Credit Suisse thinks the risk of a Le Pen victory is overestimated: The 30% chance priced in betting markets is too high.
Russia has always gripped the western public’s imagination. Take investors’ dreams of fabulous riches or moviegoers’ anticipation of another Russian villain’s demise at the hands of James Bond. Ironically, the current situation in the Kremlin seems to be taken straight out of an Ian Fleming book with a former secret-service agent running the show, posing a threat to the West. Nevertheless, markets are impartial and constantly looking for opportunities – even in “Moscow”. However, we believe the environment for investors will remain very difficult apart from occasional bargain trades.
For the West in general and investors in par-ticular, Russia is fascinating and mysterious at the same time. It is alternatively seen as a country with huge resources and outsized po-tential as well as a source of political risk, poor governance and eternal disappointment. To quote Winston Churchill in 1948: “Russia … is a riddle wrapped in a mystery inside an enig-ma, but perhaps there is a key. That key is Rus-sian national interest.” And indeed 10 years ago at the Munich Security Conference, Rus-sian President Vladimir Putin declared that the post-Cold War order was a sham. He accused the US of disregarding international law and expanding the North Atlantic Treaty Organiza-tion eastward. He clearly meant business. Rus-sia has since invaded Georgia, annexed Crimea, destabilised eastern Ukraine and played a deci-sive role in the Syrian conflict. From a side-lined medium-sized power, Russia has again turned into a serious player in global geopoli-tics.
“Soft power” the Russian way
Moreover, Russia has with some success fos-tered an alternative to the liberal global or-der championed by the US since the Second World War. This comes at a time when western democracies are under pressure. On the one hand, populist leaders, who see the European Union or the euro zone as the root of all evil, are only too eager to embrace Moscow’s help. Moreover, they stand ready to protect their countries and “the People” from the perils of global trade. On the other hand, many voters have come to despise their political elites. Combine these two factors and you get Brexit, the election of Donald Trump as the 45th US president, the surge in the polls of the Front National in France or the Alternative für Deutschland in Germany.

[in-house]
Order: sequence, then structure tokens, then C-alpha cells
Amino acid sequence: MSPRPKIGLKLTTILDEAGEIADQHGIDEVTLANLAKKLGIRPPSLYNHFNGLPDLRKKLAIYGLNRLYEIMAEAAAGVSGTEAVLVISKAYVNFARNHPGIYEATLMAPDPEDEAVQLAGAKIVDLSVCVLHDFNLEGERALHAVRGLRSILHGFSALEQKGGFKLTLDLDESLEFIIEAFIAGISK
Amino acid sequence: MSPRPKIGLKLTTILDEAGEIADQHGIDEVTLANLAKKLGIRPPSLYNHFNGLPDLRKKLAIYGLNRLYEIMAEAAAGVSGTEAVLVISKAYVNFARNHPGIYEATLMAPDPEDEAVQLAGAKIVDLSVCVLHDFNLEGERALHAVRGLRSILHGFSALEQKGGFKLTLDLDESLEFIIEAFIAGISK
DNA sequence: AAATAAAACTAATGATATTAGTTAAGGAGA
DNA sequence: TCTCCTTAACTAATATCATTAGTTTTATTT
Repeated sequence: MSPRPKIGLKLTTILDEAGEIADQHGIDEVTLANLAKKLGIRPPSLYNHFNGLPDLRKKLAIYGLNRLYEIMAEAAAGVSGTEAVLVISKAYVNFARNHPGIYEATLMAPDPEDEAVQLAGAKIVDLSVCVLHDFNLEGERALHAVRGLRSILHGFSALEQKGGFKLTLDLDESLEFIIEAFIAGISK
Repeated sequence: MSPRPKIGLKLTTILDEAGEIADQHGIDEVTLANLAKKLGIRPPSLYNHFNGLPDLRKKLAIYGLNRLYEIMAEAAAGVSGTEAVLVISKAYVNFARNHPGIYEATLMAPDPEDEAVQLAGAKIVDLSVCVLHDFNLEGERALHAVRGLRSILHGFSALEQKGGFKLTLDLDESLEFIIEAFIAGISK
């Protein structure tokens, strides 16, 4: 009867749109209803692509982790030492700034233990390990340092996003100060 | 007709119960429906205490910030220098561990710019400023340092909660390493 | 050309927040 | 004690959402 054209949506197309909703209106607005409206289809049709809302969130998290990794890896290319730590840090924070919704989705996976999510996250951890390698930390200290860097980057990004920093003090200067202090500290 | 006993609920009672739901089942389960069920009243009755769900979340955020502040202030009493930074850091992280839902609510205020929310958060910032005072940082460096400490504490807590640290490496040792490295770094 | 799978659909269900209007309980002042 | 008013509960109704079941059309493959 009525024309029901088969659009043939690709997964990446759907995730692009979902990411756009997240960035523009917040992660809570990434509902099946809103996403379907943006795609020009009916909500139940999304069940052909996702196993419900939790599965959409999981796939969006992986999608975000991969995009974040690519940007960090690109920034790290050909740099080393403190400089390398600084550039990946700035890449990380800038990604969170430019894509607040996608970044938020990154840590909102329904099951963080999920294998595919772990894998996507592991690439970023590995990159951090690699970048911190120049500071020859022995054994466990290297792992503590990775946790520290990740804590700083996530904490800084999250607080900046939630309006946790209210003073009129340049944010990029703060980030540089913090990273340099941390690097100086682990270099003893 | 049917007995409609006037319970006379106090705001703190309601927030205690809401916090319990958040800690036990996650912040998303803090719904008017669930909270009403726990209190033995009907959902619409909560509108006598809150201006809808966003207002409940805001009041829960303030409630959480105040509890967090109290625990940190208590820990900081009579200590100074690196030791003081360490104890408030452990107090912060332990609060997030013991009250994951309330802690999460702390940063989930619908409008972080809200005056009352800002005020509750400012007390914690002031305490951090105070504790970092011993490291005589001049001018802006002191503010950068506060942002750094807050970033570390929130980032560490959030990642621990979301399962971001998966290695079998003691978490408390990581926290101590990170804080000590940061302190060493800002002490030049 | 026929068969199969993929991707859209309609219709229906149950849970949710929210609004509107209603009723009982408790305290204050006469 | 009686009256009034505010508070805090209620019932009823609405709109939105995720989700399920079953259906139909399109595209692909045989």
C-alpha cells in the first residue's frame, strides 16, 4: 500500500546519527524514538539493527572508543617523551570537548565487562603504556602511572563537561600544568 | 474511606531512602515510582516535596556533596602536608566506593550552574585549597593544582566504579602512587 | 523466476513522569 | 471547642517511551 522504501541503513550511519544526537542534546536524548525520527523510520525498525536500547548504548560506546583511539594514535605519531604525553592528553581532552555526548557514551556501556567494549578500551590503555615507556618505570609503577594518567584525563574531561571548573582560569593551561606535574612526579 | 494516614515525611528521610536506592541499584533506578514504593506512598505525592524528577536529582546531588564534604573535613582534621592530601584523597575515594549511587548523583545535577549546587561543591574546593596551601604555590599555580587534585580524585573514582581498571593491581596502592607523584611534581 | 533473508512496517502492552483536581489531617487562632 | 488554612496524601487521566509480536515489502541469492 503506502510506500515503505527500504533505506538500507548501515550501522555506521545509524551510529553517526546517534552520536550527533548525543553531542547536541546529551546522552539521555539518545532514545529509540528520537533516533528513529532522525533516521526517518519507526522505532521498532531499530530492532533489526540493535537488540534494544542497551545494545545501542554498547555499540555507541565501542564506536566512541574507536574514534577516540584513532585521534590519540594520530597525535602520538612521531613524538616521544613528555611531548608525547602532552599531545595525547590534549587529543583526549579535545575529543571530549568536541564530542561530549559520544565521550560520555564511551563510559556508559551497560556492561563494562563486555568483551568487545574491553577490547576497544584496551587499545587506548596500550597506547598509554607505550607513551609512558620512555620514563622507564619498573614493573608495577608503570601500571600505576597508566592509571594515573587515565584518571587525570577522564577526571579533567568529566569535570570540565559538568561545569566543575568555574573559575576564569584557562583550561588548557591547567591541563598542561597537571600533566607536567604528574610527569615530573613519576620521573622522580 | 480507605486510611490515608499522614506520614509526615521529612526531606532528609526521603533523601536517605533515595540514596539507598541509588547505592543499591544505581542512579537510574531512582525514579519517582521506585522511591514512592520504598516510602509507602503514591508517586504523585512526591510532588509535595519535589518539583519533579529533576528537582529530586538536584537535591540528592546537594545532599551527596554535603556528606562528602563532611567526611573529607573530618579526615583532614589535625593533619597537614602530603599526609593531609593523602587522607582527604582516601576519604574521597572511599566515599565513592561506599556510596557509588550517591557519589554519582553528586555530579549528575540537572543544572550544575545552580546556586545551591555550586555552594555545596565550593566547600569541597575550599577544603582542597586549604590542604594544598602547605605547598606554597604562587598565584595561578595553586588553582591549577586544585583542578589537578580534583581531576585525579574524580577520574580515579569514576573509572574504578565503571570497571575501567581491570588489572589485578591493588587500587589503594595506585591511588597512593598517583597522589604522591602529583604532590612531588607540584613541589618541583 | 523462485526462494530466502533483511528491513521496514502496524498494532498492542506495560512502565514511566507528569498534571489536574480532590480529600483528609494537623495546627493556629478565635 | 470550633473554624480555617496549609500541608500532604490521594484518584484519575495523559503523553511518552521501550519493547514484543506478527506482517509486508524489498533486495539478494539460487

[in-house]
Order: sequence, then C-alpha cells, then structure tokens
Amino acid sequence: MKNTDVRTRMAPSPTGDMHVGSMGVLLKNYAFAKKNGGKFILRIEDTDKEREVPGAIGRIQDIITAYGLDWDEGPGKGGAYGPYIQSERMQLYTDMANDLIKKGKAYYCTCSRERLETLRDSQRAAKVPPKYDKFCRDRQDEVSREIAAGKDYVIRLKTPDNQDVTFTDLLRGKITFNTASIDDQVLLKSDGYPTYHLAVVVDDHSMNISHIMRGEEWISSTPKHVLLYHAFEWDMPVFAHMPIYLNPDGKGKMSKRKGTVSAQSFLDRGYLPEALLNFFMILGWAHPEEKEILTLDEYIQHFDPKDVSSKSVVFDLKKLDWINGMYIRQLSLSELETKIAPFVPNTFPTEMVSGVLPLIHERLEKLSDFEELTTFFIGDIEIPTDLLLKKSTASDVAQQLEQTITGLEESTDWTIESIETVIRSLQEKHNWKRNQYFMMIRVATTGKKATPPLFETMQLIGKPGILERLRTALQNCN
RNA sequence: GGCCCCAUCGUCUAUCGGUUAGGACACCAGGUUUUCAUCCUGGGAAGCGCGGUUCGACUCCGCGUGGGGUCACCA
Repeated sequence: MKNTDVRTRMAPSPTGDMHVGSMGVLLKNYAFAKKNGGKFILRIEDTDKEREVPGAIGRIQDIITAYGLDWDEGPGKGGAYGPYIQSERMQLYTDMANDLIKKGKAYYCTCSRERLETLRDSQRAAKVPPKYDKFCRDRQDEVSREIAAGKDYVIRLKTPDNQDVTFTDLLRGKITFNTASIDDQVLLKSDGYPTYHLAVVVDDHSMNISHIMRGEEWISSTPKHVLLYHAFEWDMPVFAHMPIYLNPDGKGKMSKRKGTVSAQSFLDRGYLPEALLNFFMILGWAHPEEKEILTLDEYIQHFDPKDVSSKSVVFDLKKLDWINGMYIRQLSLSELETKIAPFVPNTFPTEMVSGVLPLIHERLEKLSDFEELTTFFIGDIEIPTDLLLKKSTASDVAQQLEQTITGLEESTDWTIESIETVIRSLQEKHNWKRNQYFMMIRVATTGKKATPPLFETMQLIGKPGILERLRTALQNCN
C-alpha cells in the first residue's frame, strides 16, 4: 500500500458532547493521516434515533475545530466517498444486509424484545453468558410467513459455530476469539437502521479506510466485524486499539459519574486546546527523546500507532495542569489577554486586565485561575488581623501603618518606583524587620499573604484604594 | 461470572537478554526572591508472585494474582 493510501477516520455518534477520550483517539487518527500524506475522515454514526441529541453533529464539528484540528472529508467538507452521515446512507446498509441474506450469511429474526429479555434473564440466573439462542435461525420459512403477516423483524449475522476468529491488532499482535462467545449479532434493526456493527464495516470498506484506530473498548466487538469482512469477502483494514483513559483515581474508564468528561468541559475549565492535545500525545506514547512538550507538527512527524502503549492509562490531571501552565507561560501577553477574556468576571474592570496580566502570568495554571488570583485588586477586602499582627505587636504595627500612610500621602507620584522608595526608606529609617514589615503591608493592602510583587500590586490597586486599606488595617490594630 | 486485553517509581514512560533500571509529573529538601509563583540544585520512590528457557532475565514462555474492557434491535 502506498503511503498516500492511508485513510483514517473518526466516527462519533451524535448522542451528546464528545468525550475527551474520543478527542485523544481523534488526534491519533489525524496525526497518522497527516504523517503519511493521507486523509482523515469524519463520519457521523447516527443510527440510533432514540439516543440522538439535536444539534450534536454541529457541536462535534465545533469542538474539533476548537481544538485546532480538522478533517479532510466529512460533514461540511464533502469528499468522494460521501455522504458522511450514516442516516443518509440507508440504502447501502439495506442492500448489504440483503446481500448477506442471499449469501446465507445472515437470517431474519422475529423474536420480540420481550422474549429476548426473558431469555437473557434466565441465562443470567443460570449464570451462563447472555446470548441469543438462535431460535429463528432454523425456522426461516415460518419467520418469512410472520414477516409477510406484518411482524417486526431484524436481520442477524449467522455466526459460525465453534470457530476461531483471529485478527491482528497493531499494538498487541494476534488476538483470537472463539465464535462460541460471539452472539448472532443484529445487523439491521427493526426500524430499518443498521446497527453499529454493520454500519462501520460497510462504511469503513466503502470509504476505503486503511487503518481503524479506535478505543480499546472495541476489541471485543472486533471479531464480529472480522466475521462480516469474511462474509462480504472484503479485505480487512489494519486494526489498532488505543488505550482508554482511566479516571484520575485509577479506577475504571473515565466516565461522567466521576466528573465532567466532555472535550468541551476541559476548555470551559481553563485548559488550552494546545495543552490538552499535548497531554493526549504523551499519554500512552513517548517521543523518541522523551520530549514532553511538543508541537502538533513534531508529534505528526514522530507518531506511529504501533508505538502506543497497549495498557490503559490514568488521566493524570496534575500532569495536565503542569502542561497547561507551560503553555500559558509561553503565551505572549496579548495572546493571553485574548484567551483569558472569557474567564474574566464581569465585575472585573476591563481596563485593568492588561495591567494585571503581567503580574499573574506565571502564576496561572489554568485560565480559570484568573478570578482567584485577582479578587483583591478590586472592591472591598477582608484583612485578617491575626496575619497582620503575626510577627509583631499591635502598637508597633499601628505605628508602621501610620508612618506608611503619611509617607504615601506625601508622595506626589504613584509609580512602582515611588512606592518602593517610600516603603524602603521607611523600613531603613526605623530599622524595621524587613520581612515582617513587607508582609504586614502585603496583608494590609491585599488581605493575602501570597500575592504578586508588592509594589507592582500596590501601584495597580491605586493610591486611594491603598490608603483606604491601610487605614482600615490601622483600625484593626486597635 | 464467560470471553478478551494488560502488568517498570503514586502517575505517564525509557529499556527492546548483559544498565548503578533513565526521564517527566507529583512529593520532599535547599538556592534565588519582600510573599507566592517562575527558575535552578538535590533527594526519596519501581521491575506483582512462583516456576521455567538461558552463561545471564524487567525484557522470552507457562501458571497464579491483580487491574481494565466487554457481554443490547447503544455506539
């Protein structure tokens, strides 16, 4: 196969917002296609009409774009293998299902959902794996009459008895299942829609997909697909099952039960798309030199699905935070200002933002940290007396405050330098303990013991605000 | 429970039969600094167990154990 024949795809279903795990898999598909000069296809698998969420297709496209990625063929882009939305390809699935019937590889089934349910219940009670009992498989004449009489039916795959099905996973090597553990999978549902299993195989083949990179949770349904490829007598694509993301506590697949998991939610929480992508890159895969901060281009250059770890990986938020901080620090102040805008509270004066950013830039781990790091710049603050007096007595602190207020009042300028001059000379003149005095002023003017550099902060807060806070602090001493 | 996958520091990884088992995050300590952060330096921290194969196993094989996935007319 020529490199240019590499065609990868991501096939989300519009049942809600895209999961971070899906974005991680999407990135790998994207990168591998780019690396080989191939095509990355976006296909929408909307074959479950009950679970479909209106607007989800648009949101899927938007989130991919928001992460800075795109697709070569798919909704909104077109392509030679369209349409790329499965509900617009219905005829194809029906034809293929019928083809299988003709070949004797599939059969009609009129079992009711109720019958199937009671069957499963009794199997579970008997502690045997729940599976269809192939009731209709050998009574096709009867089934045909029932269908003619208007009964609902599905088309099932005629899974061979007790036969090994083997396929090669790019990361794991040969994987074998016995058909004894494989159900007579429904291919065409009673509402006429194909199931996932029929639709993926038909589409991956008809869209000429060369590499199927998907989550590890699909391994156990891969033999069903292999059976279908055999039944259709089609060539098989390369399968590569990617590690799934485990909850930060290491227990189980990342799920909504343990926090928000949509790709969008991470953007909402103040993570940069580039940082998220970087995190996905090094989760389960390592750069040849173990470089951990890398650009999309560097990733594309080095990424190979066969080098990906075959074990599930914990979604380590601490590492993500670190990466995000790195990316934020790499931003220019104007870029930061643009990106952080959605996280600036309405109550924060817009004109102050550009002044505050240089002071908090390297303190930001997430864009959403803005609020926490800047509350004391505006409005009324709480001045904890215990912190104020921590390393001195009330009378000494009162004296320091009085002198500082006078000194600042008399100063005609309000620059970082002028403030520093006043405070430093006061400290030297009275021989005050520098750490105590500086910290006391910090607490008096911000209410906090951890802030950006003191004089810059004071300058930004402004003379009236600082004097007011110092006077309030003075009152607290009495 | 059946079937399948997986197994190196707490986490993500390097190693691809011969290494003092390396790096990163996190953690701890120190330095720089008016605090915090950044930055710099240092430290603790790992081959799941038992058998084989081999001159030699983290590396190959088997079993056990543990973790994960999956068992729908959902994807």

Russia’s own brand of soft power encompasses hacking into sensitive computer systems and disseminating “alternative facts” through me-dia ventures in the West. To all appearances, the Kremlin has meddled in the US presidential campaign and might yet try to influence the upcoming French and German elections. Donald Trump’s triumph may have well looked like a sweet victory for Russia, possibly clearing the path towards a grand bargain between “strong men”. This may take different shapes such as US recognition of Russia’s sphere of influence, a cooperation to fight Islamist terrorism or a lifting of western economic sanctions against Moscow.
But given the new US administration’s unpre-dictability, things may look quite different. With Donald Trump facing a first Russia-linked scandal over the sacking of his National Secu-rity Advisor Michael Flynn, any quick deal with Vladimir Putin may now be off the cards.
Chart 1: The current Russian recession is less severe than during the crises in 1998 and 2009
The country has expanded, the economy less so
While the biggest country on earth has grown even bigger with the annexation of Crimea, its economy is struggling along. Russia has suf-fered a recession for two years in a row under the twin impact from the collapse of the oil price and western economic sanctions follow-ing its land grab.
However, the macroeconomic shock has been far less severe than during previous crises such as 1998 or 2009 (see chart 1). This was largely thanks to a western-style central bank policy under the leadership of independent-minded Elvira Nabiullina. She let the rouble devaluate (see chart 2) as the oil price was falling but raised interest rates to control inflation. Moreover, the country’s financial reserves, fed by oil sales, have provided a use-ful source of cash for the state budget to mit-igate the downturn. The banking system weath-ered the recession reasonably well while the current-account balance remained positive.
All in all, the economy has stabilised, but the recovery is likely to be muted. Russia remains overly dependent on fossil energy (70 percent of exports, 50 percent of state revenues). Without a strengthening of the rule of law and property rights – and assuming western sanctions remain in place – it is difficult to conceive a future economic growth rate of more than 1 to 1.5 percent.